Medicinal marijuana momentum encourages Parrish couple

Parrish couple at the forefront of changing views on stigmatized plant

rdymond@bradenton.comAugust 19, 2013 

MANATEE -- The battle to legalize medical marijuana has been a long one for Parrish's Cathy and Robert Jordan, who for 16 years have been telling all who will listen that medicinal marijuana use eases the discomfort from amyotrophic lateral sclerosis, better known as Lou Gehrig's disease.

Widespread acceptance of medicinal use of marijuana, once greeted with a smirk by disbelievers, is gaining credence in the medical profession. A case in point came Friday when CNN aired the documentary, "Weed," the Jordans said.

The show featured dramatic images of people being helped by medical marijuana, including a small girl whose hundreds of weekly epileptic seizures suddenly were curtailed through the use of marijuana, and a senior citizen in Israel whose symptoms of Parkinson's disease were eased.

CNN medical correspondent Dr. Sanjay Gupta, who said he worked on the show for a year, said long-held American beliefs about cannabis, such as the plant having no real medical value, are simply not true.

For Gupta, it was the reversal of his own long-held views on marijuana.

As the Jordans watched the show Friday, they felt mainstream America had finally acknowledged them, they said.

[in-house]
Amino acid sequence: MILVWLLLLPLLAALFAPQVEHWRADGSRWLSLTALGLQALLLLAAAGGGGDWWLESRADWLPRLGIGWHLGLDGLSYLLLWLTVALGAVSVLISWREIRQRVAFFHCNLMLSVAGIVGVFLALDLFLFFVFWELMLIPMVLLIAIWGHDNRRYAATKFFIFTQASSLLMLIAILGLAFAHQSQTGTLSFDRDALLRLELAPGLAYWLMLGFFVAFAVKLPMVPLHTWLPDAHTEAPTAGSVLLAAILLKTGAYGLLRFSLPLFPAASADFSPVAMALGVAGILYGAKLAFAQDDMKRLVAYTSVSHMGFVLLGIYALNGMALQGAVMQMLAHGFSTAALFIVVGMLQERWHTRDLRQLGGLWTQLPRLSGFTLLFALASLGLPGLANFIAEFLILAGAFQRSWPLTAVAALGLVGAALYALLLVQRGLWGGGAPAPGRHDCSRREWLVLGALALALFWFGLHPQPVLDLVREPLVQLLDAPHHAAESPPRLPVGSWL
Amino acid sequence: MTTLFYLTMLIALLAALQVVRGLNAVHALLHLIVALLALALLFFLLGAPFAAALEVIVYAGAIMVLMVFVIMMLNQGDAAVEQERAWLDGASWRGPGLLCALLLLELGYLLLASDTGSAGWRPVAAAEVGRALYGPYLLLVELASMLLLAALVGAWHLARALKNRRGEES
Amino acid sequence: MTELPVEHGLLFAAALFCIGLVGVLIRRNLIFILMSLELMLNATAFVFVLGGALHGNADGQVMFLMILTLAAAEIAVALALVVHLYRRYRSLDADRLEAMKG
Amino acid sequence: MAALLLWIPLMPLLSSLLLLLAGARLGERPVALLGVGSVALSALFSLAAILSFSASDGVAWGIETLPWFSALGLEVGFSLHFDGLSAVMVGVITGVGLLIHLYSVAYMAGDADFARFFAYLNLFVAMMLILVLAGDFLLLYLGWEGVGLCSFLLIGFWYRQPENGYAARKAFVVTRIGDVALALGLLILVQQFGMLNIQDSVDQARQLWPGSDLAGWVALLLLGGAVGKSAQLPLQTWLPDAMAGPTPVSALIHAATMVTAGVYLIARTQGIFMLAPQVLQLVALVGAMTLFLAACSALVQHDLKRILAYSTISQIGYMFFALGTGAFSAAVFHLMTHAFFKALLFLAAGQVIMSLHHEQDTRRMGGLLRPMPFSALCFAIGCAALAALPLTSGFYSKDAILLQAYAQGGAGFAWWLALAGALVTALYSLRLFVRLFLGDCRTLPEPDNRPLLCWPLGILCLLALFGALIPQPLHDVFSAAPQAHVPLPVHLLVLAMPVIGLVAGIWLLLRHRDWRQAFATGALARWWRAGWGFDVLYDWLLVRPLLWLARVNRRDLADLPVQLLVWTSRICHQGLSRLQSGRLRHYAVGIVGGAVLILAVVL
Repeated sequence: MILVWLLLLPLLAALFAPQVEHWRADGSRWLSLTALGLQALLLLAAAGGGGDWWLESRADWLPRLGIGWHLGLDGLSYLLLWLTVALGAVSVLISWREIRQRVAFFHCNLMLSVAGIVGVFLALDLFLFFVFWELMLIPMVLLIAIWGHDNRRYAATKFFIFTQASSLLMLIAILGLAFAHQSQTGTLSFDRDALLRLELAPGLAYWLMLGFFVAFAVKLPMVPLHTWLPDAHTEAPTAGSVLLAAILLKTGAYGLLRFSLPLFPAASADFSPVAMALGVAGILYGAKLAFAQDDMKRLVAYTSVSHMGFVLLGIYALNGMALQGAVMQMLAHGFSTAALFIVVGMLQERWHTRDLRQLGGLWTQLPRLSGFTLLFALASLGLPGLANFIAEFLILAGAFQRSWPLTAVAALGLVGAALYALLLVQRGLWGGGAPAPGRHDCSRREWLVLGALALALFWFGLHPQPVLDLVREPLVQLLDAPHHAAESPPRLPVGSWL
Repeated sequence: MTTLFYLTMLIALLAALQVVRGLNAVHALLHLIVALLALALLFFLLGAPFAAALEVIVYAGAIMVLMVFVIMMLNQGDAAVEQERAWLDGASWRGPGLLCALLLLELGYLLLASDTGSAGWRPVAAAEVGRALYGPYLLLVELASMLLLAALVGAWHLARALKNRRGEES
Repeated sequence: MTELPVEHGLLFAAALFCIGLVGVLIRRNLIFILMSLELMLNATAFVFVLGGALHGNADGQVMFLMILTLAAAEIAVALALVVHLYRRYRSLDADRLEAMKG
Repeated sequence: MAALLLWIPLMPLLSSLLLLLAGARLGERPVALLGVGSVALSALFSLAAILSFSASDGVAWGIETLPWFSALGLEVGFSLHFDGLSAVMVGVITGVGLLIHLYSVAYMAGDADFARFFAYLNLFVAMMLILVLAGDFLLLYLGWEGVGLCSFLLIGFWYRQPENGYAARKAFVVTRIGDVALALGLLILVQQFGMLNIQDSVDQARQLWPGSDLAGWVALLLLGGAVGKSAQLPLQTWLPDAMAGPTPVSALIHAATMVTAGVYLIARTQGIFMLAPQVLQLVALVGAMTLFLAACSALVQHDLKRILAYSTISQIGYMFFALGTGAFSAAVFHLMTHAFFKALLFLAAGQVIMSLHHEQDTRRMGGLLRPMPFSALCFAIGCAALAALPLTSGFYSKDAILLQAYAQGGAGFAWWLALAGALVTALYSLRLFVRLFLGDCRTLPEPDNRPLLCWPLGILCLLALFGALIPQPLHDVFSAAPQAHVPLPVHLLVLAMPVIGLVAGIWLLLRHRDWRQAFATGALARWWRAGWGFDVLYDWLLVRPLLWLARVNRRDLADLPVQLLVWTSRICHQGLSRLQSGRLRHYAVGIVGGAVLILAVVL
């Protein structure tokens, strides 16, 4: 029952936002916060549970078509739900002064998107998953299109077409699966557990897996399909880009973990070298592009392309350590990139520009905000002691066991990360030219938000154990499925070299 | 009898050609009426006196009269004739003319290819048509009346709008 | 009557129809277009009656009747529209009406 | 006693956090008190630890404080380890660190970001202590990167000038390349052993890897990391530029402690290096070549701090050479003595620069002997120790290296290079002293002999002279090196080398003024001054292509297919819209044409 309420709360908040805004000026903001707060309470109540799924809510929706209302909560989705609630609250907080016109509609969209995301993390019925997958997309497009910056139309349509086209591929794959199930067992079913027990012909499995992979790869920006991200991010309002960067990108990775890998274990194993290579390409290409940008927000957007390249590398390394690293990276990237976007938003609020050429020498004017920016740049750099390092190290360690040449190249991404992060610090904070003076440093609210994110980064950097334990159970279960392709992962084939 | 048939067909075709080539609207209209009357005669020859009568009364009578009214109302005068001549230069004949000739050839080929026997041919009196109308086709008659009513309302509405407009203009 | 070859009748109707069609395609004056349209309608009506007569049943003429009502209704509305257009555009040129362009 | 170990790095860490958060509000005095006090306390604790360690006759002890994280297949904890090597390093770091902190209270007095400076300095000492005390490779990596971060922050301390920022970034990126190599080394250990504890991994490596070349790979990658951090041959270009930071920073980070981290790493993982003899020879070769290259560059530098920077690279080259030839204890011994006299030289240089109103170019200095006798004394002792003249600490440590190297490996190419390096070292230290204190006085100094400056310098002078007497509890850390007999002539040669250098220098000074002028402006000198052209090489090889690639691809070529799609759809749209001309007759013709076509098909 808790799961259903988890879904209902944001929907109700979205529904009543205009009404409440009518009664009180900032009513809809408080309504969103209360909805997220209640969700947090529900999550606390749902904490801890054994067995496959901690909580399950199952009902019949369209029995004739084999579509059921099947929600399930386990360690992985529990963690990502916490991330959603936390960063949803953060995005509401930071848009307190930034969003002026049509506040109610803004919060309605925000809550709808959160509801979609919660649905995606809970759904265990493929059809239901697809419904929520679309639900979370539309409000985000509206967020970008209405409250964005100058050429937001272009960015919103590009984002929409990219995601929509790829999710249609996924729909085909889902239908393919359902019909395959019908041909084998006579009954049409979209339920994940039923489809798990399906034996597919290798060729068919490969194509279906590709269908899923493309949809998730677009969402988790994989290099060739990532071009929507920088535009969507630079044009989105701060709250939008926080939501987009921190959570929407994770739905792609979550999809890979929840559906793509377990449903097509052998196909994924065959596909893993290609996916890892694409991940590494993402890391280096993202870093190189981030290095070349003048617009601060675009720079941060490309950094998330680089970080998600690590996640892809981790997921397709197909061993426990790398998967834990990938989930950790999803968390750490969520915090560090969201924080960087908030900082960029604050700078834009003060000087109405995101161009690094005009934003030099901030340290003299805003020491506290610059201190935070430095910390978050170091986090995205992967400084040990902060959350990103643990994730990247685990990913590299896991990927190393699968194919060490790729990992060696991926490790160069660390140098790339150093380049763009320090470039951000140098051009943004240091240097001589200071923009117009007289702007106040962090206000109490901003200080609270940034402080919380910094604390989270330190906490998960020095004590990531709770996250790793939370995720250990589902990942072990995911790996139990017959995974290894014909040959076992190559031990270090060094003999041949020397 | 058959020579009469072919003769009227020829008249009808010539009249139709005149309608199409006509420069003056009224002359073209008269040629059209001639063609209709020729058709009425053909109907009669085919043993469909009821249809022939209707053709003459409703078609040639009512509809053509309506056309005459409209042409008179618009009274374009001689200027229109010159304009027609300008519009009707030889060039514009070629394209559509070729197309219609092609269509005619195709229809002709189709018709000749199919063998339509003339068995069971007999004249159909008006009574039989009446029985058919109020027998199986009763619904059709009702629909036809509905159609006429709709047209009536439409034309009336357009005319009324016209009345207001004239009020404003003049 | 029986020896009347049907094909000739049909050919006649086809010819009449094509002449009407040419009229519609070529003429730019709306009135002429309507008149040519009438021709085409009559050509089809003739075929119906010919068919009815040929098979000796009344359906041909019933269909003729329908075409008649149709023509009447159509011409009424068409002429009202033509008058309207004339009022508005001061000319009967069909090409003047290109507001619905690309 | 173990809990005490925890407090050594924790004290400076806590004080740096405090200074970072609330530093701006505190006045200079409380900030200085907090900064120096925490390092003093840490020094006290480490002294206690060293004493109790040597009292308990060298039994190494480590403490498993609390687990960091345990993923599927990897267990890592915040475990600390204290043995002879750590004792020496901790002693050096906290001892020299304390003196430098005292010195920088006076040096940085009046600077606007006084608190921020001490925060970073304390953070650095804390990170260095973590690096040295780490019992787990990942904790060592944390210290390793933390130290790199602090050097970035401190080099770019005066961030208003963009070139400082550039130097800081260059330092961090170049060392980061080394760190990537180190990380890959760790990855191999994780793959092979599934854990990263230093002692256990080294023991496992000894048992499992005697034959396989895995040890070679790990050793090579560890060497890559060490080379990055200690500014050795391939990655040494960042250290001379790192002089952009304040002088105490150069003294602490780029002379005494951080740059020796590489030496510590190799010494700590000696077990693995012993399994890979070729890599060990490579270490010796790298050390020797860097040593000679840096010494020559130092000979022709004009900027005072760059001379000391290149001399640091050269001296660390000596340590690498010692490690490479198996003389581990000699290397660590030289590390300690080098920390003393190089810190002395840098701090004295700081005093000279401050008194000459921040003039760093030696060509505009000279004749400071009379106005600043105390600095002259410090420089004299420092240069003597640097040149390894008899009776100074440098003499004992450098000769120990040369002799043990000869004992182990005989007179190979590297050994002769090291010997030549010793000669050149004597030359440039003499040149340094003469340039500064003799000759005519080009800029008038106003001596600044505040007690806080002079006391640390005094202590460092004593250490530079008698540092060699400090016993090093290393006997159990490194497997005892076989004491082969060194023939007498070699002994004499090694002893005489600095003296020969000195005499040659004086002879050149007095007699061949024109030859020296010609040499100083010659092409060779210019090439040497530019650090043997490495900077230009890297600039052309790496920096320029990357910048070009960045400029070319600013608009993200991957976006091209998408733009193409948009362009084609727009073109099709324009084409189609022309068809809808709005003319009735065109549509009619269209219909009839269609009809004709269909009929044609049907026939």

"I looked over at Cathy during the show and said, 'Hon, we are here," Robert Jordan said. "' This is what we have been waiting for for years and years. Someone with credentials is standing up. Now, they are verifying what we have been saying. They're late to the party, but they're here'"

Gupta's show, however, created concern in the drug treatment community.

An official at the St. Petersburg-based Drug Free America Foundation told the Miami Herald the CNN documentary raised more questions than it answered.

"Many drug prevention, policy and treatment experts are confused by Gupta's position," Calvina Fay, executive director of Drug Free America, said in a written statement. "The big issue is really about what Dr. Gupta is not saying. He left it unclear whether he opposes the widely abused 'medical' marijuana programs now legal in some states."